“Someone who would vote for a yellow dog before even thinking about voting for a damn Republican.”
“That’s pretty funny.”
“Thing of the past. There ain’t a dimes bit of difference between a damn Republican and a Democrat on the issues that matter most.
Present Day, Austin, Texas
“Dad? Yes, Sissy.”
“This is Emily, the friend I told you about.”
“Oh, yes. Emily, are you enjoying UT? Political Science major, right?”
“Yes Sir. I like UT a lot. It’s such a welcoming place. There’s so much more diversity than I expected to find down here.”
“Yes, you’re a Yankee from Hudson River country, I hear.”
“Yes Sir. From Beacon, New York.”
“Pete Seeger country.”
“Oh yes, he was my neighbor. You know about Pete then?”
“He’s no less than my number one American hero. He stood up to the most insidious threat our nation has faced – the McCarthy-era House Un-American Activities. Committee.”
“Have you read what he said to them? I read the transcript again for a paper.”
“Oh yeah. I remember he told them that to ask him about his politics or his religion was wrong. He wouldn’t tell them who was present when he gave concerts, and he refused to verify that he may have sung at Communist Party meetings. Instead he offered to sing the same songs then and there.”
“That’s sure the gist of it.”
“I grew up listening to my Dad sing union songs.”
“She sure did. Sissy could sing along with “Hold the Fort” and “We Shall Not Be Moved” while she was still in kindergarten.”
“I got in trouble in Junior High singing class for telling the teacher about Woody Guthrie after we sang “This Land Is Your Land.”
“Ha. She sure did. Her mom and I faced down our own little Un-American Activities Committee on Parent-Teacher Conference Night.”
“I didn’t say the Pledge of Allegiance for two years in Junior High.”
“Oh she sure didn’t. Another conference. I pointed out that she had always said it before her teacher questioned her family’s patriotism. And, I informed them that I wouldn’t stand for anyone forcing her to say it either. Her teacher’s ignorance temporarily robbed her of the feeling she used to get from saying the pledge. If a Junior High can’t inspire love of country and instead try to bully her into saying the Pledge, they can go to hell.”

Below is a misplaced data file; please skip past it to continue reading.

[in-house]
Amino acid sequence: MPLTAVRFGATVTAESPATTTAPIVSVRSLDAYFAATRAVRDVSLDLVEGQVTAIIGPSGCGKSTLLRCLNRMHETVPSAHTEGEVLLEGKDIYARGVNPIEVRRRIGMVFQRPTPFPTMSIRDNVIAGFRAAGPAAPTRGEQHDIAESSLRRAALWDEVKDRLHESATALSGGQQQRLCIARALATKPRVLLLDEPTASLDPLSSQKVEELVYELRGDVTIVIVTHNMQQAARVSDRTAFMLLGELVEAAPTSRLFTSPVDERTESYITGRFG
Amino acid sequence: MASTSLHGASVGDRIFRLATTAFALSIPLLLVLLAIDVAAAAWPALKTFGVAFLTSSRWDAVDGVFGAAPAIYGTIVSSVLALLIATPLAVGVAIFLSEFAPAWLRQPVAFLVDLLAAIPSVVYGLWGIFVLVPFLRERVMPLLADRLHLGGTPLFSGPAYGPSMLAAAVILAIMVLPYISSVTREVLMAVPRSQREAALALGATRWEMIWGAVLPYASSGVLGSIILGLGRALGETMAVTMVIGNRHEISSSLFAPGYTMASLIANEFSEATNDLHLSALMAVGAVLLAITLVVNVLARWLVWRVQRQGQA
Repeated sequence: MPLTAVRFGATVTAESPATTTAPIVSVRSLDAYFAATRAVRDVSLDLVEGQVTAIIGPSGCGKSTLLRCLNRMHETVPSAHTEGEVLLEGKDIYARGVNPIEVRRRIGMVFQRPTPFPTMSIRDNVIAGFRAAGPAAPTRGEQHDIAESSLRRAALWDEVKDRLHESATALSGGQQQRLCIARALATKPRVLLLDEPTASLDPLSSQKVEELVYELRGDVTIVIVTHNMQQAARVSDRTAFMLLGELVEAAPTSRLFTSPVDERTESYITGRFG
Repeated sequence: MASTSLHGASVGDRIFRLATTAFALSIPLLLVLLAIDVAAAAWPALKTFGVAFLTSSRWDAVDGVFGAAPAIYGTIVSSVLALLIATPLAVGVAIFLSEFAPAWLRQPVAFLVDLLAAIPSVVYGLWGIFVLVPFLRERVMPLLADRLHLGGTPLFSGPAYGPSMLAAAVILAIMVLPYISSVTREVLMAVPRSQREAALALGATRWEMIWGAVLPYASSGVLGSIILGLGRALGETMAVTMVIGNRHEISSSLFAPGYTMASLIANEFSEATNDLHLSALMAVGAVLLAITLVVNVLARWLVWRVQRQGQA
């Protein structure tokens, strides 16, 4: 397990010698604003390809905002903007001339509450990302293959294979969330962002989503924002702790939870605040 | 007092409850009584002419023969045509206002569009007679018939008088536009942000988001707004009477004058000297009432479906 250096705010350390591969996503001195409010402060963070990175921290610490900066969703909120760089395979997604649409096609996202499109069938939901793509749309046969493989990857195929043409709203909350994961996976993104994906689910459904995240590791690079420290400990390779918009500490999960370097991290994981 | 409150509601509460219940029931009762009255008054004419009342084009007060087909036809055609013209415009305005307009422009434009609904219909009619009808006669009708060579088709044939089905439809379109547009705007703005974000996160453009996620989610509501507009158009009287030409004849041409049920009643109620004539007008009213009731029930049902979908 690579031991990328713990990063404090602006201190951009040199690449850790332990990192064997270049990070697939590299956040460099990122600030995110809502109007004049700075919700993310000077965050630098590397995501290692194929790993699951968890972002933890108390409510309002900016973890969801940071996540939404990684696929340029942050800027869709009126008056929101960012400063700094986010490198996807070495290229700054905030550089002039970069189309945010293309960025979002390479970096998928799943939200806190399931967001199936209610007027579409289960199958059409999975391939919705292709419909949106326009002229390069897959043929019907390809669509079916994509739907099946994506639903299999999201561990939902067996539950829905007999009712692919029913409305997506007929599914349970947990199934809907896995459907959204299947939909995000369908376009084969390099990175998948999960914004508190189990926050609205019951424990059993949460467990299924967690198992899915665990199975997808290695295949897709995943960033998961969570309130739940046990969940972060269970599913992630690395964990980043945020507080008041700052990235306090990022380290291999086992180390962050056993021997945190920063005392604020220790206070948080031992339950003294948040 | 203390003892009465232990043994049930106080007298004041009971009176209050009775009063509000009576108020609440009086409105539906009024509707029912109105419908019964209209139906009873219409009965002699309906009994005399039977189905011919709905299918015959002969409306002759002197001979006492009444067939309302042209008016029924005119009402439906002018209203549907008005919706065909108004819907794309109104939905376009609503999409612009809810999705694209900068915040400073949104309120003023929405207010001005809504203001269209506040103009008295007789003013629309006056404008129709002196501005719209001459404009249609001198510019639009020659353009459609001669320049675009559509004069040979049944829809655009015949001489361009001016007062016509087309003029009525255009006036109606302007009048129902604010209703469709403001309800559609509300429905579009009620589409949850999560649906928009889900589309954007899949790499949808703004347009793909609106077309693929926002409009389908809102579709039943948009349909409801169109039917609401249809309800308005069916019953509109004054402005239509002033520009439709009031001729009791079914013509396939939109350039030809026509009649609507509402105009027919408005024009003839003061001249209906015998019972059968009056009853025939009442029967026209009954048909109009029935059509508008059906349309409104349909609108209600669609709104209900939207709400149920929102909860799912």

“Ha Ha. You guys are sure not what I think of as Texans.”
“Dad, Emily has to write a paper about William Jennings Bryan.”
“Ah, the ‘cross of gold.’
“Yes, and of course the Scope’s “Monkey Trial.” I watched “Inherit the Wind” last night.”
“Oh great. Well forget that tired old man. That’s a sad epilogue for Bryan. His grand moment was the fight of the common man against moneyed monopolies. But, it’s interesting note that a part of Bryan’s religious makeup was that making money simply by using money instead of work was a sin. Hence the cross of gold analogy.”
“So is the analogy literal?”
“Yes, it’s literal, inerrant truth, just like the Bible.”
“That’s what Bryan believed. God made the cosmos in seven days.”
“So, who is on the cross?”
“The working man, but the focus was on farmers. They were in hock to the banks. Money was tight and it was backed by gold. Silver was being discovered in the West, some big deposits. So, if the government forced silver into the money supply interest rates would go down. Farmers could sell more and get out of debt. So to not loosen up the money supply was crucifying the common man on a cross of gold.”
“Okay. I have some reading to do.”
“Yeah, let’s forgive Mr. Bryan for his ignorance on evolution and welcome him back to the good fight.”
“The government messes with money supply and policy all the time.”
“Yes, Emily. And the money filters up from you and me and trickles down through banks and large corporations. We need a new William Jennings Bryan.”